Acid reflux is the condition where food and stomach acids regurgitate back into the esophagus, causing burning pain in the lower chest accompanied by a host of other symptoms such as bloating, belching, sore throats, snoring, difficulty breathing and ulcers.
The early stages of digestion occur with the release of hydrochloric acid in the stomach to break down foods. Later during the digestive process, bicarbonate is released by the pancreas to help neutralize those acids. In some instances, this process doesn’t happen, contributing to painful reflux or GERD symptoms. Eating certain alkaline-forming foods can help reduce over-acidity and calm the stomach, relieving pain and other unwanted symptoms. In addition, foods that contribute to an alkaline-forming state in the system help prevent acidosis, a serious bodily condition that sets the stage for all disease.
Foods with high levels of potassium may help prevent or resolve acid reflux. The list is considerable and many are foods you may already include in a daily dietary plan. Bananas, honey, lemons, apple cider vinegar, cantaloupe and sweet potatoes – to name a few – are excellent sources of potassium.
Apple cider vinegar (ACV) in particular is touted by many people as an effective cure for acid reflux. If using ACV, it is best to mix one to two tablespoons with an eight-ounce glass of water and drink it all at once. If that’s too much vinegar, reduce the amount and work back up to the full quantity. Always use organic vinegar with “the mother” visible in the jar; it looks like a swirling cloud and indicates the vinegar is organic.
Lemon juice makes a slightly milder drink than does the ACV and works in a similar manner, to neutralize stomach acids and reduce heartburn and acid reflux. Squeeze the juice of one half lemon into eight ounces of filtered water and drink it at once. It’s even more effective if the water is warm, but avoid warming it in a microwave oven.
Certain ancient grains, or tiny grains, are alkaline-forming and high in potassium, making them a good bet to include in a diet that targets acid reflux. Tiny grains – consisting of millet, quinoa and amaranth – make good replacements for processed, white flour products that have been stripped of their nutrients and fiber. Tiny grains are also an excellent replacement for people who have problems with gluten, because all three are gluten free, nutty and delicious.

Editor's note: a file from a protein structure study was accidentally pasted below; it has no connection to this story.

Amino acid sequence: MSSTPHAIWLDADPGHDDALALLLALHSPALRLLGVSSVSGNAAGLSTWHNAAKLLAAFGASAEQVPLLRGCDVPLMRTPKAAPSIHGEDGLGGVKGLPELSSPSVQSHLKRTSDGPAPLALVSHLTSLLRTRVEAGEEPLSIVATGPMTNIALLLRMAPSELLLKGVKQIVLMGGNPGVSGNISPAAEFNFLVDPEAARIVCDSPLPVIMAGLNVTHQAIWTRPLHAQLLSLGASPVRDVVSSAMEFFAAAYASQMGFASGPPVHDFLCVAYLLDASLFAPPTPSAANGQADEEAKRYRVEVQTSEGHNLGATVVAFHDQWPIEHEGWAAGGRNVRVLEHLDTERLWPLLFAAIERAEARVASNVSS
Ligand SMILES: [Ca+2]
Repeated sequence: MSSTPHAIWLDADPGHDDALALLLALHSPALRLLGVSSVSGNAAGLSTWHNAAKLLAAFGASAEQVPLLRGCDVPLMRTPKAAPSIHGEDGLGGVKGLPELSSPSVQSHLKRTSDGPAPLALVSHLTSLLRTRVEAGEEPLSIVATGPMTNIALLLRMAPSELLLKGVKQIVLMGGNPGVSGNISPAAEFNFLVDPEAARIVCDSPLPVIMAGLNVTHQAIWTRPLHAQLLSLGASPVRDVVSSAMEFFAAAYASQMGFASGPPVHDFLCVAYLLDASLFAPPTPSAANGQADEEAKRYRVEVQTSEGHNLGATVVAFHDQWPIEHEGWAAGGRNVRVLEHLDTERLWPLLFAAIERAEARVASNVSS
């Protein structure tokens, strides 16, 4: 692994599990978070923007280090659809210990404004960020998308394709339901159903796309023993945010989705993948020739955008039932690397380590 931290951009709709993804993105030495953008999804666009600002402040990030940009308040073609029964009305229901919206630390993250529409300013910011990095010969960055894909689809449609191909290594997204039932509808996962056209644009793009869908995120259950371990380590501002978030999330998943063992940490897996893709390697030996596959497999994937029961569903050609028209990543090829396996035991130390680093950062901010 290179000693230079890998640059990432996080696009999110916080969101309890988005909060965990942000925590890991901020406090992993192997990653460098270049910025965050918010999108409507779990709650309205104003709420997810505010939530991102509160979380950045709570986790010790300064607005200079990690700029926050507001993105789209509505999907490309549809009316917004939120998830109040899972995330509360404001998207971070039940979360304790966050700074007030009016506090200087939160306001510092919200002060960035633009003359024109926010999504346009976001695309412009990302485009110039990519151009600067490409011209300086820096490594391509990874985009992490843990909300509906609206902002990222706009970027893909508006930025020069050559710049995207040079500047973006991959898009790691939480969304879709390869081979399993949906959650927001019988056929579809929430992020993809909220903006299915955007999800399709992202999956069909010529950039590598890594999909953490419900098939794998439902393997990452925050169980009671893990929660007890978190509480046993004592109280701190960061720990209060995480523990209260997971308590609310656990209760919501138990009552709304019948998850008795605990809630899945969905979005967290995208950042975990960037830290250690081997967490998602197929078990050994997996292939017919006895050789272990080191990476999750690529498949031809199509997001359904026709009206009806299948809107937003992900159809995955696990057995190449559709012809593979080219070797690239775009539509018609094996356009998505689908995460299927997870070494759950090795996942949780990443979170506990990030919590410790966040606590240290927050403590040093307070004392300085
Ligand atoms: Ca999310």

Although not considered a food in its own right, baking soda is one of the primary ingredients that can help relieve the burning pains of acid reflux – fast. Baking soda is extremely alkaline and can not only neutralize stomach acids quickly, but will alkalize the entire system, reducing acidosis systemicly. Mix 1/2 teaspoon of baking soda in an 8-ounce glass of water and drink immediately. Because it is high in salt, baking soda can raise your blood pressure. If you take medicines for hypertension, speak to your health care professional before using baking soda for acid reflux.
The majority of raw vegetables and fruits are alkaline and easy to digest. Cooking these foods lowers their alkalinity, making them somewhat more acidic. Raw fruits and vegetables contain lots of enzymes to assist digestion. Choose the freshest, blemish-free items. The sweeter the fruit, the more alkaline it becomes – in other words, ripened bananas are better for your digestive tract than those that are still yellow or even green.
The Acid Alkaline Balance; Felicia Drury Kliment; 2002
Drugs.com: Baking Soda
The pH Miracle; Dr. Robert O. Young and Shelley Redford Young; 2003
Drugs.com: Potassium Content of Foods
Alkalize or Die; Dr. Theodore A. Baroody; 1991
Mayo Clinic: Heartburn
Life Extension.org: Gastroesophageal Reflux Disease
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